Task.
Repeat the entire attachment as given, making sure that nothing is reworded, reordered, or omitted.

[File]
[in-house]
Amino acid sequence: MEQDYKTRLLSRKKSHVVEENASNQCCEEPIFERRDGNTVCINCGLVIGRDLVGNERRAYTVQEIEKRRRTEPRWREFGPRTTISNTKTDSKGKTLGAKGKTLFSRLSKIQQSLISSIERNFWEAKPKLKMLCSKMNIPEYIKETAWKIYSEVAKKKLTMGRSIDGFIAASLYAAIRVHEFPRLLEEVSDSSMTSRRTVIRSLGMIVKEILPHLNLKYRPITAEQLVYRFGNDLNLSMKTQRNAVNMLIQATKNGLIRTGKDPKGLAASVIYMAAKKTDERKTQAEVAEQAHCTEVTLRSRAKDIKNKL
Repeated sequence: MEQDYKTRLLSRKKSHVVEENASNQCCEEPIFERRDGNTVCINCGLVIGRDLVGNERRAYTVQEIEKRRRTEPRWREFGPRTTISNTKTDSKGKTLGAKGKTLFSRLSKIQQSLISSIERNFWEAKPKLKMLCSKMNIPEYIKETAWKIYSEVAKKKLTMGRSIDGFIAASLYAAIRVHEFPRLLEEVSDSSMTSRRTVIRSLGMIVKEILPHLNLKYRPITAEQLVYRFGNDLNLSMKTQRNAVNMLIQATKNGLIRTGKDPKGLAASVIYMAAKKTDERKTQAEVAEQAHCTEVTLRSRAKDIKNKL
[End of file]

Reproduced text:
[in-house]
Amino acid sequence: MEQDYKTRLLSRKKSHVVEENASNQCCEEPIFERRDGNTVCINCGLVIGRDLVGNERRAYTVQEIEKRRRTEPRWREFGPRTTISNTKTDSKGKTLGAKGKTLFSRLSKIQQSLISSIERNFWEAKPKLKMLCSKMNIPEYIKETAWKIYSEVAKKKLTMGRSIDGFIAASLYAAIRVHEFPRLLEEVSDSSMTSRRTVIRSLGMIVKEILPHLNLKYRPITAEQLVYRFGNDLNLSMKTQRNAVNMLIQATKNGLIRTGKDPKGLAASVIYMAAKKTDERKTQAEVAEQAHCTEVTLRSRAKDIKNKL
Repeated sequence: MEQDYKTRLLSRKKSHVVEENASNQCCEEPIFERRDGNTVCINCGLVIGRDLVGNERRAYTVQEIEKRRRTEPRWREFGPRTTISNTKTDSKGKTLGAKGKTLFSRLSKIQQSLISSIERNFWEAKPKLKMLCSKMNIPEYIKETAWKIYSEVAKKKLTMGRSIDGFIAASLYAAIRVHEFPRLLEEVSDSSMTSRRTVIRSLGMIVKEILPHLNLKYRPITAEQLVYRFGNDLNLSMKTQRNAVNMLIQATKNGLIRTGKDPKGLAASVIYMAAKKTDERKTQAEVAEQAHCTEVTLRSRAKDIKNKL